Typically, three to four fake cryptocurrencies are registered under the same name for each new cryptocurrency listed in IDO. Therefore, it’s crucial to double and triple-check the contract addresses. There’s an easy way to do this: check their identity on social networks, messengers and websites – different addresses = total scam.

The future of IDO

In the DEX model, where there is no need for permission to set up a fundraising event, it provides an effective setup to raise funds. Right now, only DeFi projects are collecting money through an IDO. In the future, I assume that projects from other areas of the cryptosystem will be able to raise funds this way as well. By the way, if you want to know which startup in the DeFi segment is worth looking at in 2021, I suggest you read this article.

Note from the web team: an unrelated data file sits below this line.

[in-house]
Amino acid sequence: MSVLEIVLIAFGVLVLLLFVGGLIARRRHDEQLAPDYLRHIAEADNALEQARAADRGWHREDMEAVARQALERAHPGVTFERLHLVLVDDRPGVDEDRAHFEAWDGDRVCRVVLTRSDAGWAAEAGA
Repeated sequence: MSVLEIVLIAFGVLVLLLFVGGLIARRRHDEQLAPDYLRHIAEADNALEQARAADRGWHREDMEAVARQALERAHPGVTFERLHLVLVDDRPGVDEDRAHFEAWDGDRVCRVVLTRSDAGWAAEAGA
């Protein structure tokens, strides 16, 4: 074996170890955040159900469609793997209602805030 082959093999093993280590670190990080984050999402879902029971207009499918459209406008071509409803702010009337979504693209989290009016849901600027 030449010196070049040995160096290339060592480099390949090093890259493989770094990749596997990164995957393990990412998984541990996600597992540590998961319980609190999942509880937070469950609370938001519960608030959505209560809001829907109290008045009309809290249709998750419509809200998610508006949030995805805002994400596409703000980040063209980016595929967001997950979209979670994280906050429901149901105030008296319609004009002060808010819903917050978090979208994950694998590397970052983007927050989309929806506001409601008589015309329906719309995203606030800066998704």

IDO is a more tempting option to get capital for startups. This kind of model has a chance to take its place in the market. IDO platforms with governance mechanisms may lead to an increase in the popularity of DEX’s primary offering.

Max Krupyshev, CEO of  CoinsPaid

Image by aleksandra85foto from Pixabay